When it comes to the Department of Corrections, we would expect systems to be as modernized as possible. Unfortunately, this is rarely the case. According to an article by Mark Peterson, a recent survey shows that systems in the department were an average of 20 years old. This has nothing to do with laziness or lack of knowledge. Peterson argues that such issues arise because there is no definition of business requirements:
Unfortunately we continue to see a lack of business and technical requirements definition during the planning phase for modernization. Many clients simply take the vendor’s plan and processes and implement them in spite of their sometimes unique and custom requirements for effective business. A recent set of studies published by McKinsey Quarterly provides further evidence that projects large and small fail. However, large projects not only fail more often, they deliver less. According to the McKinsey/Oxford study half of IT projects with budgets of over $15 million dollars run 45% over budget, are 7% behind schedule and deliver 56% less functionality than predicted.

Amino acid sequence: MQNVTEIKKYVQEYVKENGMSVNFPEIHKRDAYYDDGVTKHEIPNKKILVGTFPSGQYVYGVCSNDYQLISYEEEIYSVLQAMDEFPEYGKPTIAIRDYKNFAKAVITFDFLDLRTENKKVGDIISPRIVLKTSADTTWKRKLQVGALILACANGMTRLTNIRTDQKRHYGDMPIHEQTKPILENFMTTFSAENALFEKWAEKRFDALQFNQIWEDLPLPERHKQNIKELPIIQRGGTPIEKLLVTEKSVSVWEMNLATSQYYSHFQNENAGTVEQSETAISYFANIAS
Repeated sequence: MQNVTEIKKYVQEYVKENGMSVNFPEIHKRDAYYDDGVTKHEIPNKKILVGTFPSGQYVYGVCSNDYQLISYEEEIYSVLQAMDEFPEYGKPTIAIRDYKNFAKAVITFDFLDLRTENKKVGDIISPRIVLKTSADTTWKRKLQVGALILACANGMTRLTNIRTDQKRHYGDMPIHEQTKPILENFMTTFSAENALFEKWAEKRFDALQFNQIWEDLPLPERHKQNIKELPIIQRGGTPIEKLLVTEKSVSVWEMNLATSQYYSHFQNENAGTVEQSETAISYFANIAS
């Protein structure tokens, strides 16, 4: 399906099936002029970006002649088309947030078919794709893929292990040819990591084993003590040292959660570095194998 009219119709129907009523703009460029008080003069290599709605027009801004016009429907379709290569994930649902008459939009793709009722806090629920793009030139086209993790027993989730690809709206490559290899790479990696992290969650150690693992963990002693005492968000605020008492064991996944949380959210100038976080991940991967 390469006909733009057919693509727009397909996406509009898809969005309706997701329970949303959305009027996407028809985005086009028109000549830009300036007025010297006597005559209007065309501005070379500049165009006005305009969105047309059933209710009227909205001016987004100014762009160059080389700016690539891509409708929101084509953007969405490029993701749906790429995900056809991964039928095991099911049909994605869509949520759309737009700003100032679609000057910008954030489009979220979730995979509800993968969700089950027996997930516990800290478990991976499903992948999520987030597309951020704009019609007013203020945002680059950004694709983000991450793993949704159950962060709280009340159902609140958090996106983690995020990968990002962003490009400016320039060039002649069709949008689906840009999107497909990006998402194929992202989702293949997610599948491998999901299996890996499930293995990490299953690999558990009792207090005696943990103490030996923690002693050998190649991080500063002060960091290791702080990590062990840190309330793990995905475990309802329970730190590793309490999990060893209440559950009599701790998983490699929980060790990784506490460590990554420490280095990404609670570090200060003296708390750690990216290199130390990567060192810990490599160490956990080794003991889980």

IT has shown support for departments pushing their own project management. It seems from a governmental standpoint that the best course of action is to focus on modernizing a business first and then seeing what technology can best meet the needs of the business. IT is indeed crucial to modern business development, but sometimes trying to include IT before your business plans are fully developed can be unwise.
Once we gauge what our business requirements are and put a plan in place, then we can make IT work to our advantage. In the case of the Department of Corrections, finding out precisely what is needed from the system is the first step to updating out of date technology. Perhaps in the future, the average system could go from 20 years old to almost new.